The Insider’s Guide: 5 Ways to Get to Know the Real Greece

Most visitors arrive in Greece via Athens, and Athens has plenty to offer travelers, from the stunning Acropolis to its lively taverns. It is, after all, known as the birthplace of democracy, and one of the oldest cities on earth. You’ll find great street food and a modern high-speed Metro, with a line that runs directly from the airport to downtown. But it’s a big city with four million people! So, get out of town, and get to know the rest of Greece!

Visit a Quiet Island

The number of inhabited Greek islands is disputed — it’s somewhere between 119 and 227, but only 54 have more than 1,000 residents. To find the “real” Greece, limit your time on Crete, Mykonos, and Santorini, and head instead to a smaller, lesser-known island. Tinos is the third largest of 24 islands that comprise the Cyclades Group. It boasts more than a dozen picturesque mountain villages, along with beautiful beaches, hiking trails, scores of churches, shrines, and monasteries, a tradition of marble crafting, and distinctive dovecotes or pigeon houses. Other unique small islands are Iraklia, Schinoussa, and Andros.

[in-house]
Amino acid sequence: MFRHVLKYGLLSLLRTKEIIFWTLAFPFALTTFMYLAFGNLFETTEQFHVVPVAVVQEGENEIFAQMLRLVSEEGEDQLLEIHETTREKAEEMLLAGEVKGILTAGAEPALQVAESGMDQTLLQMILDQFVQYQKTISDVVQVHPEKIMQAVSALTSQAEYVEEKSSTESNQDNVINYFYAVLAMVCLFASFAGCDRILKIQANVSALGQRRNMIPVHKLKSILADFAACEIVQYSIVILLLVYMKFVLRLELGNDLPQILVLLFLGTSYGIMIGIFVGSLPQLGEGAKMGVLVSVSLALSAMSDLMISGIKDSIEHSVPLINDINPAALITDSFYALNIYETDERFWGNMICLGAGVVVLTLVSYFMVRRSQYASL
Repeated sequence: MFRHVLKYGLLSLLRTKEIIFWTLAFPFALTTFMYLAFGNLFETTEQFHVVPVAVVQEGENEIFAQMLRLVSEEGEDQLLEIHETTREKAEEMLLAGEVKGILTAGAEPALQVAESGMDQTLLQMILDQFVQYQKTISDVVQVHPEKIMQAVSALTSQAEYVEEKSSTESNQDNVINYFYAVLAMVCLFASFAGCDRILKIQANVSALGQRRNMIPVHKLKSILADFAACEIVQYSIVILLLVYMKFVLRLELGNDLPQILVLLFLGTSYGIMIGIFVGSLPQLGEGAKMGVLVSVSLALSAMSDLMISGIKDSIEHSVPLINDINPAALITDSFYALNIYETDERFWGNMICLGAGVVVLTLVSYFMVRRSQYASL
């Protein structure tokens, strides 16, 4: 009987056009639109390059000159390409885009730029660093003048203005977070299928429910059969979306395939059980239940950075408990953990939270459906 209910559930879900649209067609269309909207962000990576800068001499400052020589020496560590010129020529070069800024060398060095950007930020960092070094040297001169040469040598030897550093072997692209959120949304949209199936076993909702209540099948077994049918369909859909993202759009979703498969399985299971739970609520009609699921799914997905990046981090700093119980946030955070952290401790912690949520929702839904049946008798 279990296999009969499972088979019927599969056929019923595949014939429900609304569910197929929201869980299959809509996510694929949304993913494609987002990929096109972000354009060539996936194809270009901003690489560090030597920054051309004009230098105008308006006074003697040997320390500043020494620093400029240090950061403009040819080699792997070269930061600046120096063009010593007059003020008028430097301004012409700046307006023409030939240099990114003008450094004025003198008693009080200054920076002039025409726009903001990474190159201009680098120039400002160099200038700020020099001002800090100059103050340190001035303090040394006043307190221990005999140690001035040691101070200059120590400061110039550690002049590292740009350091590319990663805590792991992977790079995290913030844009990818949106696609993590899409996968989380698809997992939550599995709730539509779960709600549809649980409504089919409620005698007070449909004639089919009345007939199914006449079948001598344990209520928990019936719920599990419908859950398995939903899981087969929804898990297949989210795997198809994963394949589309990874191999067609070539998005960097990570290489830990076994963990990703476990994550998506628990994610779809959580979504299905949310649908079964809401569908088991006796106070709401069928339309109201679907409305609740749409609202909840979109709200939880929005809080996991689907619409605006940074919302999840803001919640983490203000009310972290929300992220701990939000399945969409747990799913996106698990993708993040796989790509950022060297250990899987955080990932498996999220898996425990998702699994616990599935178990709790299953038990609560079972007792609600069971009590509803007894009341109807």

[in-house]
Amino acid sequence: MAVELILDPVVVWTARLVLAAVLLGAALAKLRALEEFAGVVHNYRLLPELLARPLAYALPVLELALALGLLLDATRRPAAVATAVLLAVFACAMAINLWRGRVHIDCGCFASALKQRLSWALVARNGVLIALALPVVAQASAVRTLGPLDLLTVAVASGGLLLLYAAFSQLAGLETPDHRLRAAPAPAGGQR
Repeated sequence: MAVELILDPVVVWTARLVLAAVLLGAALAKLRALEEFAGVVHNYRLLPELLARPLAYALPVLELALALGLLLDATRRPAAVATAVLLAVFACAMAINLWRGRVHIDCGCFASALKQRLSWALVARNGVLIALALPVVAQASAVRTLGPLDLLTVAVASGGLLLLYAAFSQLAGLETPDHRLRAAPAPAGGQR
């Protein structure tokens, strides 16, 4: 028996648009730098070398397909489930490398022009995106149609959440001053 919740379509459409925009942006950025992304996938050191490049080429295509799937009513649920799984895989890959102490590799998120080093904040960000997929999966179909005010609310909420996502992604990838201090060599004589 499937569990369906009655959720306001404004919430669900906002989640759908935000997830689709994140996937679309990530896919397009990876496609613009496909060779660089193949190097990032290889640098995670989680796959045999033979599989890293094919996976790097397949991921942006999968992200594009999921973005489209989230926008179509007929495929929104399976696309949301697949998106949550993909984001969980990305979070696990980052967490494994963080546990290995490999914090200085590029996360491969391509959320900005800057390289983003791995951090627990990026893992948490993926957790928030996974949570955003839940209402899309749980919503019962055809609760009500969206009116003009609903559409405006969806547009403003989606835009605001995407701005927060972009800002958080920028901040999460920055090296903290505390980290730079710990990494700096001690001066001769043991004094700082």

Take a Sail

Greece is an island nation, and there’s no place better to experience it than from the sea. Embrace the symbolism of blue and white, the colors of its flag, as you take a day sail in a blue-hulled boat and watch billowing white sails and the clouds in a blue sky. Book your excursion from any seaside village, or charter a boat to visit the Cyclades Islands, where the law, since 1967, has mandated that whitewashed buildings be trimmed only in blue!=

Eat, Eat, Eat — and Drink

There’s more to Greek food than souvlaki, baklava, and gyros — much more. It’s simple and healthy, prepared with olive oil and loaded with fresh vegetables. Desserts tend to be sweet, honeyed, and delicious! Ouzo, flavored with anise and typically served with water and mezedes (appetizers or finger foods) is the “national drink” of Greece, but you’ll find distinctive wines and strong black coffee everywhere! Be sure to stroll an open market and sample street food!

Enroll in a Cooking Class

Take some of Greece home with you, in the form of new recipes and the confidence to prepare taste-tempting meals for friends and family. There’s a wealth of opportunity, from gourmet instruction and a rooftop dinner with a view of the Acropolis in Athens to a small-group class taught by a Greek “grandma” in a family kitchen on one of the Greek islands. It will be a lasting, usable memory with meaning. 

Celebrate!